Christmas Writing Printables to Format Christmas Writing

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Santa Writing Theme

Christmas Writing.

This simple writing format with Santa at the top can be used for any number of writing activities:

A Story

Provide your students with both models and prompts.

Models:  Students with disabilities may have both weak handwriting skills and weak fine motor skills.  Providing them with models will help them get started.  Perhaps these sentence starters will get your emerging writers going.  Put them on the board or on chart paper and create a "Word Bank" at the bottom.  It might include:  reindeer, presents, packages, bag, magic, flying, sick. 

  • Santa was getting ready for Christmas eve when ________________________
  • Then, Rudolf said, "________________________"
  • Santa's elves were very worried because __________________________________
  • "Oh, no!"  Santa said.  "I can't believe that ______________________________!"

Prompts: Give your students some exciting ideas for a story.

  • Santa gets the flu.  Who will deliver the presents?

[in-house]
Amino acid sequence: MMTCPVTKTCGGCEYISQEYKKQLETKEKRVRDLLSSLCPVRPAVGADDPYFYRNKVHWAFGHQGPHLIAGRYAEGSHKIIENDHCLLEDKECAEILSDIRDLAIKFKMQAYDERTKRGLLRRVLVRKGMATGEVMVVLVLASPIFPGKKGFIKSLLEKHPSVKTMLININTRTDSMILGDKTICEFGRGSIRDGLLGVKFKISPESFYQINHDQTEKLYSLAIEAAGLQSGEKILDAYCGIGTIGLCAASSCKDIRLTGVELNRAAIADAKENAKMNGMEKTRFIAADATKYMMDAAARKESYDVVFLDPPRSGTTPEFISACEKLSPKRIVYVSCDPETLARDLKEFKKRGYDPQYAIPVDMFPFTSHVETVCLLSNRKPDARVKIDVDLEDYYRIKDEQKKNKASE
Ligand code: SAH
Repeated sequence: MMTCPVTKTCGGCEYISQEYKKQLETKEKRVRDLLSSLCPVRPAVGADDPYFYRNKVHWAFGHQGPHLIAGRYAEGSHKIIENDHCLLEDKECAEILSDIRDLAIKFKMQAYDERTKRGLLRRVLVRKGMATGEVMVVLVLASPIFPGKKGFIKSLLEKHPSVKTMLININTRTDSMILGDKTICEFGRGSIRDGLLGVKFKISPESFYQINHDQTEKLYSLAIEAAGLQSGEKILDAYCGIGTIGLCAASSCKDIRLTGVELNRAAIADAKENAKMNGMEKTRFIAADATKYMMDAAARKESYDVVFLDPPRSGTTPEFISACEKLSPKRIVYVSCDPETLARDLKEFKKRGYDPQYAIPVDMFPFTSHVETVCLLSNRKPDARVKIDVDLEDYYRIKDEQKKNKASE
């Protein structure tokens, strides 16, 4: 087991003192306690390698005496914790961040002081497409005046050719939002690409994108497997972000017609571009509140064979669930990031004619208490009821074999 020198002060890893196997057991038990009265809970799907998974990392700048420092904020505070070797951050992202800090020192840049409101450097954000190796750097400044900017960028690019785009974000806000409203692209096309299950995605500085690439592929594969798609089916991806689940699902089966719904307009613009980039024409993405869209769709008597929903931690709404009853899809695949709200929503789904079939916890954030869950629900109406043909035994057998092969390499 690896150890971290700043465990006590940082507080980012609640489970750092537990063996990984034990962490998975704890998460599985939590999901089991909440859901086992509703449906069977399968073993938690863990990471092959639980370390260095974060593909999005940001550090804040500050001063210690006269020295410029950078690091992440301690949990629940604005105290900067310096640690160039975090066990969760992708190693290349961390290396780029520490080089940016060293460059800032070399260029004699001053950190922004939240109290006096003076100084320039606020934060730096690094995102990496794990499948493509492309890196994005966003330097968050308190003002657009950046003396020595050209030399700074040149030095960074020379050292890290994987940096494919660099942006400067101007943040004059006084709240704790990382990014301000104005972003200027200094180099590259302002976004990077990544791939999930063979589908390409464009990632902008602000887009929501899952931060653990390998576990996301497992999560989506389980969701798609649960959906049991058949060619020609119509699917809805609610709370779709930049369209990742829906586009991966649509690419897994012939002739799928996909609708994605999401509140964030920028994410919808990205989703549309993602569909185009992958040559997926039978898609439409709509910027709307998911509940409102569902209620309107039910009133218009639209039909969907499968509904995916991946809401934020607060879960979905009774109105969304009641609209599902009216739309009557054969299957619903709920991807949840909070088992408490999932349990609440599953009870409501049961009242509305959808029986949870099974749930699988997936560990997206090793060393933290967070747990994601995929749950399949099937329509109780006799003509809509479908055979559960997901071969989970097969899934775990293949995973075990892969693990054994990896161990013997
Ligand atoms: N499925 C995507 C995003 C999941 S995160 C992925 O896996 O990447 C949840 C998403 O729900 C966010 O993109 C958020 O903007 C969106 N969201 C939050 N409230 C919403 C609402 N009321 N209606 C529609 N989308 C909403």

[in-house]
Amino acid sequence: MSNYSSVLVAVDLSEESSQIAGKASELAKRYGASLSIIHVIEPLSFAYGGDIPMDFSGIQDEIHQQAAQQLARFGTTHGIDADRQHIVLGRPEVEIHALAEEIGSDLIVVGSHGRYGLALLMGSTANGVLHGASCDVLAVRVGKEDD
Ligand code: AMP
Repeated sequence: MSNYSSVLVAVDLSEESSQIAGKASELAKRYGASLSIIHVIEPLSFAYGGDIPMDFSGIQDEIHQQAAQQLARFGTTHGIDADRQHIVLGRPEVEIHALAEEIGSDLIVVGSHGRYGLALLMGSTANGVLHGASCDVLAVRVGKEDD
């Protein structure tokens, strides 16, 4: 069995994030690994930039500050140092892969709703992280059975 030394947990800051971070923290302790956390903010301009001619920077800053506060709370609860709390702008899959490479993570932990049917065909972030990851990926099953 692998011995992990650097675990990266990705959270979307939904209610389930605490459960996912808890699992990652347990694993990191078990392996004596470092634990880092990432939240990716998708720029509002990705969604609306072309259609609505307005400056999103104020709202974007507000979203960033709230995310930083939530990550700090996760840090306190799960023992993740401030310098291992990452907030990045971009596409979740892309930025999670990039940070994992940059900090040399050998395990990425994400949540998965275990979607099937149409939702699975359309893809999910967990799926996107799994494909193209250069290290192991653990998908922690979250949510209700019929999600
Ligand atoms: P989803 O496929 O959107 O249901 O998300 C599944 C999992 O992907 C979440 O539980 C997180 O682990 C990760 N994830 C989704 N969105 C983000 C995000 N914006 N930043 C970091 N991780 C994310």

• Santa get his naughty and nice lists mixed up.  What happens?  How do the good children feel when they get coal in their stockings?
  • You catch Santa Claus in your living room unpacking your presents.  You convince him to let you go along.  Where do you go?  What do you do?  Do you have any close calls?
  • Santa has a contest among the elves to see who can make the cleverest toy.  Who wins?  What is their toy?

A Letter

Use this format to teach your students letter writing conventions.  Have them use the paper to write their annual Christmas letter to Santa.  When I taught second grade, I had students write letters to Santa that were not only printed in the little local paper, some were reproduced because of the quality of the product.  You can bet those kids and their parents (and grandparents, and distant relatives) were proud of those letters!

A List

Of course Christmas means presents from Santa.  For your emerging writers, how about just helping them make a list?  It will encourage them to copy words carefully, recognize initial and final letters, as well as develop some familiarity with print in a way that is highly motivating.

02
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Snowman Writing

Snowman Writing.

This snowman template will provide some automatic cache for those students who have seen the animated "Frosty the Snowman."  You might also pair it with reading one of the Snowmen at Night books by Caralyn Buehner to your class to spark your students' imaginations.

Writing Prompts

  • You build a snowman and don't realize the charcoal you use as his buttons have magical powers.  You look out late at night when he knocks on your window.  What do the two of you do? 
  • A wizard lives next door, and on the night you and your best friend make snowmen in your front yard, he spills a bag of magic fairy dust, that blows into your yard.  What happens?